BAPFF Previews Its 2015 Program

BAPFF First Look 2015

Dave author picThe Brisbane Asia Pacific Film Festival – or, if you prefer, BAPFF, announced with the vigour of a 1960s Batman sound effect – is fast approaching, with the full program announcement arriving in less than two weeks (on the 28th of October) and the festival proper kicking off on the 19th of November.

For those of us anxious to see what the line-up will look like, yesterday saw the festival quietly release its ‘first look’ at the program (at least, beyond the four preview screenings already announced). The films on offer are very well in the ballpark of what we’ve come to expect from last year’s slate – Asian arthouse, intriguing retrospectives and, of course, APSA nominees – with plenty of films to get excited about.

First of all – literally – there’s The Idol, a biopic of 2013 Arab Idol winner Mohammed Assaf, will serve as the opening night film of the festival. The Idol combines an impressive pedigree – Palestinian director Hany Abu-Assad has picked up a pair of Oscar nominations and won an APSA back in 2013 for Omar – with a promising critical reception out of its TIFF debut; The Hollywood Reporter suggested that it could be “another Slumdog Millionaire.” I’ll take that with a grain of salt – I was not at all impressed by last year’s opening night film and apparent ‘crowd-pleaser’ Crow’s Egg – but I’ve got enough faith in Abu-Assad’s ability to be optimistic.

Speaking of auteurs, there’re plenty to be found in First Look. Last year’s festival was my introduction to idiosyncratic Korean director Hong Sang-soo, and he returns with the Australian premiere of Right Now, Wrong Then, which picked up the Golden Leopard at Locarno. Jia Zhangke joins the dance card with Mountains May Depart, while Jafar Panahi’s [Tehran] Taxi, having wowed audiences at the Melbourne and Sydney festivals, makes its way up north.

I wasn’t able to catch Tehran Taxi in Sydney due to scheduling issues, but I did get to see Hou Hsiao-hsien’s gorgeous The Assassin, which is also screening at BAPFF. I found it beautiful – if somewhat opaque – but Richard He’s amazing review of the film for the MIFF Critic’s Campus reveals the intricate, affecting complexity concealed by its diaphanous curtains. Strongly recommended, and it’s paired with a free (!) screening of Hou’s classic A City of Sadness.

A City of Sadness isn’t the only retro screening making an appearance. While there’s been no announcement (yet) of any Wong Kar-Wai films (whose 2046 has been emblazoned over the BAPFF preview screenings thus far in a maybe-possibly-not-I’m-probably-being-too-optimistic hint), nor any news about Satyajit Ray’s Apu Trilogy (Charulata played at BAPFF last year and the damn thing just got remastered), we are going to be treated to screenings of Bad Boy Bubby and Nuri Bilge Ceylan’s debut feature, The Town – the latter as part of a Turkish Waves program with a special focus on Turkish cinema. (Do you think they had to fight to not have it called Turkish Delights?)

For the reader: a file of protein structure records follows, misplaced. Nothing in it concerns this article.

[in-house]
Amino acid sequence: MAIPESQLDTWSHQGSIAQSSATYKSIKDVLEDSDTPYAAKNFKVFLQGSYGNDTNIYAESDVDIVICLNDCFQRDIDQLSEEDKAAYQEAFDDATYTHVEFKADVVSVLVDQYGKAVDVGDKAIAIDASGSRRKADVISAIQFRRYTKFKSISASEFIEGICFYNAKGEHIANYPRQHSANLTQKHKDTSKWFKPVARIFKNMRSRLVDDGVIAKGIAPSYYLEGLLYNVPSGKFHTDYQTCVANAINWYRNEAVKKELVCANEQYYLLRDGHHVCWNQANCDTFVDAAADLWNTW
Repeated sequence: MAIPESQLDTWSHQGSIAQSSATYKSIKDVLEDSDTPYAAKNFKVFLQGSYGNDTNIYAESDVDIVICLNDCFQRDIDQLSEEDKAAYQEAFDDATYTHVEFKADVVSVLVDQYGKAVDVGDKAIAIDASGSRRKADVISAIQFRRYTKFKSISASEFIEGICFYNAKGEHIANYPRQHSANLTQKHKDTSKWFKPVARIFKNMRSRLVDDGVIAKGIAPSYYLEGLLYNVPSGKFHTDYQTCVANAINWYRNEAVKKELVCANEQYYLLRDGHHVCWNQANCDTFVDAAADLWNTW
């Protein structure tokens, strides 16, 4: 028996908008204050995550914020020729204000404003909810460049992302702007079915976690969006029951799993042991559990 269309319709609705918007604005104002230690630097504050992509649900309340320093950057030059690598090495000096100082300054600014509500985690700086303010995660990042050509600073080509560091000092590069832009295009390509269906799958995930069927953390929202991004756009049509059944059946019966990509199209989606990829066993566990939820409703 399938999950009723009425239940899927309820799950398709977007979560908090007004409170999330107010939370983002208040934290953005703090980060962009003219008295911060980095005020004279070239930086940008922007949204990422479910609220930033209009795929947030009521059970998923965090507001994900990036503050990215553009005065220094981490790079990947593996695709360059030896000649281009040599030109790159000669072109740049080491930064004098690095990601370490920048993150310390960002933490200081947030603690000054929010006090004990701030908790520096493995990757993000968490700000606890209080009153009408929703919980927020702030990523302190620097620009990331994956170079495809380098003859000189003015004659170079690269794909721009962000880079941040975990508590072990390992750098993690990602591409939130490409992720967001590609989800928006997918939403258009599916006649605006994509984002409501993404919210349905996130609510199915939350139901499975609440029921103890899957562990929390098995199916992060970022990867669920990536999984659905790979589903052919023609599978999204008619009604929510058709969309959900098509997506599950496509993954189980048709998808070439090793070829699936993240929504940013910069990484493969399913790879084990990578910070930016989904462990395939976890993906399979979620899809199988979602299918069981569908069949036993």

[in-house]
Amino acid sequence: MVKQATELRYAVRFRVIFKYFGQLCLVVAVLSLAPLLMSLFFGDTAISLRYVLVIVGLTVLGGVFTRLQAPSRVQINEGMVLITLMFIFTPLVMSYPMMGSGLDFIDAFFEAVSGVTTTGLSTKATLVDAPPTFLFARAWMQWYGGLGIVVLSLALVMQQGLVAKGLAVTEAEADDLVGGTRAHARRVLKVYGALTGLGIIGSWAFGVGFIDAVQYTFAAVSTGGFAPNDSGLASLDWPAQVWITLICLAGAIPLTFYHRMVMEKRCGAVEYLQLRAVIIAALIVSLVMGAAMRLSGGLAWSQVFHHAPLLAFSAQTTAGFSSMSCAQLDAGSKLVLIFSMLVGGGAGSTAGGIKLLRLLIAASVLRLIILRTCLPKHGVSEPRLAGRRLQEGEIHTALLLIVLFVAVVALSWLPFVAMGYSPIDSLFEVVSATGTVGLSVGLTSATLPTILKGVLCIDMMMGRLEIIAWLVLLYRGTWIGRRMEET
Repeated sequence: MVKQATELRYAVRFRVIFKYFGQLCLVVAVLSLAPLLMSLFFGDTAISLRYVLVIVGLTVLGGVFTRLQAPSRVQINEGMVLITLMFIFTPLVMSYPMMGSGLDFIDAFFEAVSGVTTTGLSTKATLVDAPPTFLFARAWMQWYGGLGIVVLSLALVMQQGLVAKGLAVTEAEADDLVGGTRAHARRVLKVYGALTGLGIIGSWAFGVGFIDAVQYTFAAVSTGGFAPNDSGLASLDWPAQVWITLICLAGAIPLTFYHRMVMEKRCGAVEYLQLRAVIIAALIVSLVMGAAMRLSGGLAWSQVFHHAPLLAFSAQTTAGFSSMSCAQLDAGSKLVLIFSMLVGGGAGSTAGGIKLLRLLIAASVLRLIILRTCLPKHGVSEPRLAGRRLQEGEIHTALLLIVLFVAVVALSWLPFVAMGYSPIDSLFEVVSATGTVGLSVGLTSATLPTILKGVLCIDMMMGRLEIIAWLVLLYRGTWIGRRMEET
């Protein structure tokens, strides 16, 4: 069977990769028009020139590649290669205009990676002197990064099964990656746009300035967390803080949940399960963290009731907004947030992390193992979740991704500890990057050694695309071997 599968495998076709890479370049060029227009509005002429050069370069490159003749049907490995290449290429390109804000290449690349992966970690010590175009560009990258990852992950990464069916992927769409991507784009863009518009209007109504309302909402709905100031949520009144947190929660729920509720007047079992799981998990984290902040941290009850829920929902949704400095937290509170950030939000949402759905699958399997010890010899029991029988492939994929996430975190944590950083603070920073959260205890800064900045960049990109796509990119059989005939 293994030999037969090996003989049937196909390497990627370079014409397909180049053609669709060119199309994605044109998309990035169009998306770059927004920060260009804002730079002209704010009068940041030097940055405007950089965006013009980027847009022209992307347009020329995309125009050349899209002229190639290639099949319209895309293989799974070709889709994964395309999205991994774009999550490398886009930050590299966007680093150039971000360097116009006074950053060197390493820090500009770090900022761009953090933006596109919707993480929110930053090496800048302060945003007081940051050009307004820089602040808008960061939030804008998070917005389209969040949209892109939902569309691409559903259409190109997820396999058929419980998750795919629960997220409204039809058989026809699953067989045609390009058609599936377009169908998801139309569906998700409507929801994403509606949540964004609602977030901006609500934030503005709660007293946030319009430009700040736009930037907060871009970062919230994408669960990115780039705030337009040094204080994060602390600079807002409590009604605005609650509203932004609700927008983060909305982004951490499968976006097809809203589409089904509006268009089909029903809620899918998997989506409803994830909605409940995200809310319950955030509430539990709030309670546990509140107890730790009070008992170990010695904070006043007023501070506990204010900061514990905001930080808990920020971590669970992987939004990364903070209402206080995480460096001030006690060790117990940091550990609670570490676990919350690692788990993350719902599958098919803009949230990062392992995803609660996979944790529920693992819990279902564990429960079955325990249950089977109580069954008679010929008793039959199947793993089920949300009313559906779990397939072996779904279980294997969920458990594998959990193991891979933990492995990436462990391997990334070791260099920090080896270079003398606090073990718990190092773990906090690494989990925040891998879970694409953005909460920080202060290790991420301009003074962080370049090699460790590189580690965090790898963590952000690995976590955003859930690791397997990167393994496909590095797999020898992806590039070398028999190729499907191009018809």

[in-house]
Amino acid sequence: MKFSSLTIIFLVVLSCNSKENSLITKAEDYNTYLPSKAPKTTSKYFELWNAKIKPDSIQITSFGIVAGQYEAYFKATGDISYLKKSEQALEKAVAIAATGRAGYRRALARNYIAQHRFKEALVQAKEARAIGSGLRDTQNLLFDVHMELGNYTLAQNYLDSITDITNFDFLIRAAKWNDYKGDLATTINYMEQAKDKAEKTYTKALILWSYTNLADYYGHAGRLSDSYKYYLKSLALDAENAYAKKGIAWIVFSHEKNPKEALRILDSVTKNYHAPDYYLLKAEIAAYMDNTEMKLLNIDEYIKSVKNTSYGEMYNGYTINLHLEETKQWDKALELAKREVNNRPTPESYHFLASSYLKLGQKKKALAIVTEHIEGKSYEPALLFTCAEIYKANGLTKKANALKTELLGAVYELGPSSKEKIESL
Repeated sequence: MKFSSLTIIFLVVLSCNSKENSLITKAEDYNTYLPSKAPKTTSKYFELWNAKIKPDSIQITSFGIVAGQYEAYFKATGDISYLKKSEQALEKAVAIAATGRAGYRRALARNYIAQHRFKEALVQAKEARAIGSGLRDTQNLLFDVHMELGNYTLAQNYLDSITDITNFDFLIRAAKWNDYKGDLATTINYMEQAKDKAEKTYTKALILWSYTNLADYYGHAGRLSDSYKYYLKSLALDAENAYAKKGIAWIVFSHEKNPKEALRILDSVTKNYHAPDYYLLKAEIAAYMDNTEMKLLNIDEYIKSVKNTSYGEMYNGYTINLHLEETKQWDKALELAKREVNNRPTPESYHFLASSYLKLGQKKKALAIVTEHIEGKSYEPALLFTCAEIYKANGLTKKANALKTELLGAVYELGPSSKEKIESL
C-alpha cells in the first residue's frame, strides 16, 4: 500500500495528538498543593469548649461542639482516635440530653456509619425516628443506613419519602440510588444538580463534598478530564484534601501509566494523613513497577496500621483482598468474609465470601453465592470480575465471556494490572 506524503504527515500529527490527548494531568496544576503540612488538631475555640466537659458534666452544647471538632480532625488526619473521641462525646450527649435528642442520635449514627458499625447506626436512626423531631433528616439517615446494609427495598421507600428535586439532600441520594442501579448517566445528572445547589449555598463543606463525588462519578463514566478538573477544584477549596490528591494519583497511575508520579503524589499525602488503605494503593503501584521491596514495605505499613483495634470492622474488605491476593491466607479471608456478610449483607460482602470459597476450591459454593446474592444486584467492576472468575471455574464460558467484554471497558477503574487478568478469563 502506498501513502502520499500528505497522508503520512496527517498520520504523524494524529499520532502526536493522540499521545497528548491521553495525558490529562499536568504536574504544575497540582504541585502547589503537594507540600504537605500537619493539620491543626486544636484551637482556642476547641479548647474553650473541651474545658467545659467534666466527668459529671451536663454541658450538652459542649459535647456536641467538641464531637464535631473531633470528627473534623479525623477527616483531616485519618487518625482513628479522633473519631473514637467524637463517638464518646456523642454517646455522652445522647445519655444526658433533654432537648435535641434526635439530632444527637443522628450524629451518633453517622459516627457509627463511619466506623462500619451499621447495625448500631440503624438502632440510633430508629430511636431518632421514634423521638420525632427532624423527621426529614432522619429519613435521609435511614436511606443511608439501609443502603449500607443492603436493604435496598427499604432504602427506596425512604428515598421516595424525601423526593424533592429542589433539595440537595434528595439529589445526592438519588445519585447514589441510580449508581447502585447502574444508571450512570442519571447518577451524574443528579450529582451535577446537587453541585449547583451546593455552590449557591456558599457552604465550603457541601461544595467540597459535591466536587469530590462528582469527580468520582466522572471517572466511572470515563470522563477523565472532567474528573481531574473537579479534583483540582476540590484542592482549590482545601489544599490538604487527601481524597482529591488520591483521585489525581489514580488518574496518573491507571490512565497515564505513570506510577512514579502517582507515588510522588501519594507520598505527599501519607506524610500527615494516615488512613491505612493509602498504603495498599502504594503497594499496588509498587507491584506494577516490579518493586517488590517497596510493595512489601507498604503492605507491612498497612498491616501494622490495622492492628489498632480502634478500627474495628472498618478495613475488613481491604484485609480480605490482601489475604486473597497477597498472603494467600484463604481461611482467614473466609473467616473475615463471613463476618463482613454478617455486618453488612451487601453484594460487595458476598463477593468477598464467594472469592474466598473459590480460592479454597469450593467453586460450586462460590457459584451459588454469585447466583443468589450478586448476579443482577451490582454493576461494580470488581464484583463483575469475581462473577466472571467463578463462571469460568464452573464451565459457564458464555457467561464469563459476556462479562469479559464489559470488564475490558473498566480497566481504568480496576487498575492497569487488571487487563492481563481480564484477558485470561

Bad Boy Bubby, meanwhile, is paired with director Rolf de Heer’s latest, Another Country, which serves as a complementary doco to last year’s excellent Charlie’s Country. Another Country was pretty well a lock after getting nominated at the APSAs, and I think it’s a fair bet that any film picking up an APSA nomination will make the cut at BAPFF. Another Country isn’t the only Aussie feature announced, either; while it remains to seen if 2015’s BAPFF will be as light on local content as last year, we at least have the Australian premiere of Canadian/Australian co-production Early Winter and the Queensland premiere of Stephen Page’s Spear. Page is best known for work with the Bangarra Dance Theatre, but his chapter of The Turning proved that he’s a talented film director as well.

Finishing up the festival is – in a step away from the primarily arthouse fare announced so far – a “3D action adventure film” from China/Hong Kong by the name of The Taking of Tiger Mountain. All-in-all, it’s an impressive opening salvo (though I’m hoping the notable absence of Weerasethakul’s latest, Cemetery of Splendour, isn’t at all ominous). I’m tempering my enthusiasm with a hefty dose of scepticism – the fact that the announcement didn’t appear on the festival’s social media until hours later doesn’t bode well for an improvement in their marketing strategies (or budget?) – but I can’t help but be a little excited for November 19.

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